Q & A with Arianna Cini and Alessio Di Genova, Km Zero Tours, Mercatale Val di Pesa, Tuscany, Italy
Accommodation and slow travel specialist in the Chianti Classico region. Tours are available in Italian, English, and French languages.
ARIANNA, PLEASE GIVE US A BRIEF INTRODUCTION TO CASA MONTROGOLI.
Montrogoli is our beautiful historic home in Tuscany. It is an ancient “Casa Colonica” dating back to the thirteenth century! It has been lovingly and respectfully restored by my father who is an expert and passionate Tuscan architect. The site is on a hilltop surrounded by vineyards and olive groves. The structure was originally a control tower used in ongoing battles between Florence and Siena. It became a guest house during the Middle Ages, a place for pilgrims to stop and rest and to change horses. Later still, it served as a farmhouse for peasants who worked the land for noble families. My father purchased the property in 1986.
WHICH TOWNS ARE YOU CLOSE TO?
We are closest to a small town called Greve in Chianti – that is just 10 minutes away by car. Florence is only 30 minutes by car, and Siena is 45 minutes away. Pisa, Lucca and Arezzo are all within one hour’s drive.
WHAT IS YOUR ‘SLOW TRAVEL’ PHILOSOPHY?
Our name is Km Zero – that literally means “no distance.” So a “Km Zero” product means the “conscious choice to buy and to consume a given product as close as possible to the source.” We support the “farm to table” movement which emphasizes fresh and organically grown locally sourced food. This allows for seasonality and biodiversity as well as strengthening the link between humans and the land. Other advantages include the promotion of regional food and wine cultures and a healthier diet. The movement stands in opposition to the standardization of food products and large-scale distribution.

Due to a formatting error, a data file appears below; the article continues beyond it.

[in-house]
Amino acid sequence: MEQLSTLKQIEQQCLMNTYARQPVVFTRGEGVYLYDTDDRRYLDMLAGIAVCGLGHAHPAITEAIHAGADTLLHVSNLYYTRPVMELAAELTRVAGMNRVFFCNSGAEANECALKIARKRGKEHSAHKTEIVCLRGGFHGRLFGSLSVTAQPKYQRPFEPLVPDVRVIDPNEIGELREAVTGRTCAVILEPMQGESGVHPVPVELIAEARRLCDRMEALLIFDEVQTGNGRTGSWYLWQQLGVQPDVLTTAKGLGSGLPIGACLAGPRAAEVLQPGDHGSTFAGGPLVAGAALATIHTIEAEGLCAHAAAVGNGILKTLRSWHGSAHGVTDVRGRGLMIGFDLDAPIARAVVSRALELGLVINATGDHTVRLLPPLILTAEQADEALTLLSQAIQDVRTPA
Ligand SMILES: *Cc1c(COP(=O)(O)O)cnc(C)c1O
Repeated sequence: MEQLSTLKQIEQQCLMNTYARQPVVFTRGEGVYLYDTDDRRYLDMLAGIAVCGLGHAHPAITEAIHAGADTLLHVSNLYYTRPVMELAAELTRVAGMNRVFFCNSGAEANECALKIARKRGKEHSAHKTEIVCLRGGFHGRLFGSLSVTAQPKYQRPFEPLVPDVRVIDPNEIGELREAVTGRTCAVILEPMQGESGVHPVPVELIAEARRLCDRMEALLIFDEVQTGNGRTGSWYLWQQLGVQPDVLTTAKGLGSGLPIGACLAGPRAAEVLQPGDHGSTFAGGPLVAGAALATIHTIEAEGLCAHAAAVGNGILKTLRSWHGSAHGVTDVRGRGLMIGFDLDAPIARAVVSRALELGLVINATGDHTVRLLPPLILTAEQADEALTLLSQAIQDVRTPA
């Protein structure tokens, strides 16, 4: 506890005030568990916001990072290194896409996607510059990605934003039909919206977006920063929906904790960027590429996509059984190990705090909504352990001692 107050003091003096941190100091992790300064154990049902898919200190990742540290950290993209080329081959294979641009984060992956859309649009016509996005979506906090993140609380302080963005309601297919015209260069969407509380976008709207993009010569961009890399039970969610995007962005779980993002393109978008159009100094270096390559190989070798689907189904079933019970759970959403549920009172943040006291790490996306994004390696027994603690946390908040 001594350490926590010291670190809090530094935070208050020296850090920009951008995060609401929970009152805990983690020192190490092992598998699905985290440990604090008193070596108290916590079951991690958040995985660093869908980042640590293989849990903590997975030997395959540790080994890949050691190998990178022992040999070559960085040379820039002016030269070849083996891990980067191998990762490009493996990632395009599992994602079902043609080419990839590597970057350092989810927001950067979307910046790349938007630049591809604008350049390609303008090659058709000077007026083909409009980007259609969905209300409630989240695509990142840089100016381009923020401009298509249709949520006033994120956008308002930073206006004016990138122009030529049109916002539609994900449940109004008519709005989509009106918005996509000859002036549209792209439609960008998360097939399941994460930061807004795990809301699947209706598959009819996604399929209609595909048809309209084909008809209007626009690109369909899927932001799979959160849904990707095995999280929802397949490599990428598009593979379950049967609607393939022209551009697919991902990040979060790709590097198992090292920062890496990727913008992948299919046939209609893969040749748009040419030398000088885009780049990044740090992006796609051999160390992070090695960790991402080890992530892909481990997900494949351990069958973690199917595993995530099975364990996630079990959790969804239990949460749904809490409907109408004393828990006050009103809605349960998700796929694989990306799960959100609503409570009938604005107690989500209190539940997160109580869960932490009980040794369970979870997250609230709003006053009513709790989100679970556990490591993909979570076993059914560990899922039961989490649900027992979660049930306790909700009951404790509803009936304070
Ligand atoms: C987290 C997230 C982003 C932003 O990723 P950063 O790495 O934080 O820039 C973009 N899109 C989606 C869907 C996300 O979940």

Podere Le Fornaci is a goat farm and organic dairy operation not far from us. The owners purchased this 30-hectare property some 15 years ago, restored the two old farmhouses that came with it, and brought in 25 original goats. Now they have more than 100! Milking is done twice a day. The raw milk gets made into cheese that is sold directly to local restaurants and organic food markets. Depending on the time of the year, our guests may visit this farm, participate in the goat milking process, and sample several different kinds of goat cheese!
Yes, I completed a 3-year professional course of study at the AIS (Italian Sommelier Association) in Bologna where I also graduated from the department of Agriculture. But in my view, training continues every time you uncork a bottle of wine. I believe this is the best way to further your skills to properly smell and taste a given wine. Each perfume, each special note, expresses a specific type of wine, the properties of the soil, and the cultivator.
WHEN DOES GRAPE HARVESTING COMMENCE?
In the past, the grape harvest was usually done in October, but due to the recent global warming and to the climate changes, the grape harvest now begins in late August/early September for the white grapes, and in late September/early October for the red grapes.